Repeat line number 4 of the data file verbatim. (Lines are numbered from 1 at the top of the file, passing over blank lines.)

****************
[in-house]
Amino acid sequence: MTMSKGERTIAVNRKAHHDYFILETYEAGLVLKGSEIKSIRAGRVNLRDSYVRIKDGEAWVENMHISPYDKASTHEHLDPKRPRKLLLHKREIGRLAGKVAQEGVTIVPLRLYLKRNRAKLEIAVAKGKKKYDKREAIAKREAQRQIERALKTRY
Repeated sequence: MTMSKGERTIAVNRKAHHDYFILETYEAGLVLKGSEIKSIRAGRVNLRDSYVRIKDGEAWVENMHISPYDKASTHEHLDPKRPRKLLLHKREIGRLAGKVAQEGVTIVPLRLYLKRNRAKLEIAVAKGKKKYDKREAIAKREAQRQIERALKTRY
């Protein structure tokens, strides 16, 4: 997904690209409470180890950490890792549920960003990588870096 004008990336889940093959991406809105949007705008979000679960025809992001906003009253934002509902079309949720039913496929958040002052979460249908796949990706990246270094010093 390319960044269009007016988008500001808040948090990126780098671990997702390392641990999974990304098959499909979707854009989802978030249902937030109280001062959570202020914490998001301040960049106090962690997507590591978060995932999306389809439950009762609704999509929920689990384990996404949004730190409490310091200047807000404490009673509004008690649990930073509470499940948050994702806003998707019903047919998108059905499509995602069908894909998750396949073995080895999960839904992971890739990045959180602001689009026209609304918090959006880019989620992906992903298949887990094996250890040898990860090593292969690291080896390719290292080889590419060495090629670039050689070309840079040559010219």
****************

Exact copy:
């Protein structure tokens, strides 16, 4: 997904690209409470180890950490890792549920960003990588870096 004008990336889940093959991406809105949007705008979000679960025809992001906003009253934002509902079309949720039913496929958040002052979460249908796949990706990246270094010093 390319960044269009007016988008500001808040948090990126780098671990997702390392641990999974990304098959499909979707854009989802978030249902937030109280001062959570202020914490998001301040960049106090962690997507590591978060995932999306389809439950009762609704999509929920689990384990996404949004730190409490310091200047807000404490009673509004008690649990930073509470499940948050994702806003998707019903047919998108059905499509995602069908894909998750396949073995080895999960839904992971890739990045959180602001689009026209609304918090959006880019989620992906992903298949887990094996250890040898990860090593292969690291080896390719290292080889590419060495090629670039050689070309840079040559010219």